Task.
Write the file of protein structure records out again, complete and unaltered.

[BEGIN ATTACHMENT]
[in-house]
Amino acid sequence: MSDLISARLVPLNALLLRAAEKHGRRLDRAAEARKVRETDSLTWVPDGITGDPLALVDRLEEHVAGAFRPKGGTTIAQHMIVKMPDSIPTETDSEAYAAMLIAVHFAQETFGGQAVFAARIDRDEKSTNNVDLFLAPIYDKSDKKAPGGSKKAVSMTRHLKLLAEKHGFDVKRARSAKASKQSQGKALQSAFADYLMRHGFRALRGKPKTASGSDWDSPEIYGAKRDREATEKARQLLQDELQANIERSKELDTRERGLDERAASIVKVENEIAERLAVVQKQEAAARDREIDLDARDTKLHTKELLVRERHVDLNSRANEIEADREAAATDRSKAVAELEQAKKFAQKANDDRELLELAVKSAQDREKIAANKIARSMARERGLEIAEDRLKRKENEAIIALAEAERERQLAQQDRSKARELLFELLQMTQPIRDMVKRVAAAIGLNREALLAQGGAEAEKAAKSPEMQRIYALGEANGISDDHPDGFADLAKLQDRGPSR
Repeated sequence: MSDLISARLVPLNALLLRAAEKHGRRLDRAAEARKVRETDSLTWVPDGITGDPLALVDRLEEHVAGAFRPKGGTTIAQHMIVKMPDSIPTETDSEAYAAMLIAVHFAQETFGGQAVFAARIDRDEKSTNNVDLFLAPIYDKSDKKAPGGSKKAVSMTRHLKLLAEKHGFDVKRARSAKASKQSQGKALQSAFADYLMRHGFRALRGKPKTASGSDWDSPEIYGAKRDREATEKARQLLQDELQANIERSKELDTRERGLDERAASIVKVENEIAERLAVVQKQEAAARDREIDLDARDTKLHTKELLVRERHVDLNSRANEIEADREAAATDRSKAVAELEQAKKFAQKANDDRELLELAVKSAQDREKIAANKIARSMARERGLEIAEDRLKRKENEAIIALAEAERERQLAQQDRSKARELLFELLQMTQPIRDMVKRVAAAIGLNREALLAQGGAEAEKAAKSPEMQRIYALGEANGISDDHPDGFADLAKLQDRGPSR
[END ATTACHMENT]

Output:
[in-house]
Amino acid sequence: MSDLISARLVPLNALLLRAAEKHGRRLDRAAEARKVRETDSLTWVPDGITGDPLALVDRLEEHVAGAFRPKGGTTIAQHMIVKMPDSIPTETDSEAYAAMLIAVHFAQETFGGQAVFAARIDRDEKSTNNVDLFLAPIYDKSDKKAPGGSKKAVSMTRHLKLLAEKHGFDVKRARSAKASKQSQGKALQSAFADYLMRHGFRALRGKPKTASGSDWDSPEIYGAKRDREATEKARQLLQDELQANIERSKELDTRERGLDERAASIVKVENEIAERLAVVQKQEAAARDREIDLDARDTKLHTKELLVRERHVDLNSRANEIEADREAAATDRSKAVAELEQAKKFAQKANDDRELLELAVKSAQDREKIAANKIARSMARERGLEIAEDRLKRKENEAIIALAEAERERQLAQQDRSKARELLFELLQMTQPIRDMVKRVAAAIGLNREALLAQGGAEAEKAAKSPEMQRIYALGEANGISDDHPDGFADLAKLQDRGPSR
Repeated sequence: MSDLISARLVPLNALLLRAAEKHGRRLDRAAEARKVRETDSLTWVPDGITGDPLALVDRLEEHVAGAFRPKGGTTIAQHMIVKMPDSIPTETDSEAYAAMLIAVHFAQETFGGQAVFAARIDRDEKSTNNVDLFLAPIYDKSDKKAPGGSKKAVSMTRHLKLLAEKHGFDVKRARSAKASKQSQGKALQSAFADYLMRHGFRALRGKPKTASGSDWDSPEIYGAKRDREATEKARQLLQDELQANIERSKELDTRERGLDERAASIVKVENEIAERLAVVQKQEAAARDREIDLDARDTKLHTKELLVRERHVDLNSRANEIEADREAAATDRSKAVAELEQAKKFAQKANDDRELLELAVKSAQDREKIAANKIARSMARERGLEIAEDRLKRKENEAIIALAEAERERQLAQQDRSKARELLFELLQMTQPIRDMVKRVAAAIGLNREALLAQGGAEAEKAAKSPEMQRIYALGEANGISDDHPDGFADLAKLQDRGPSR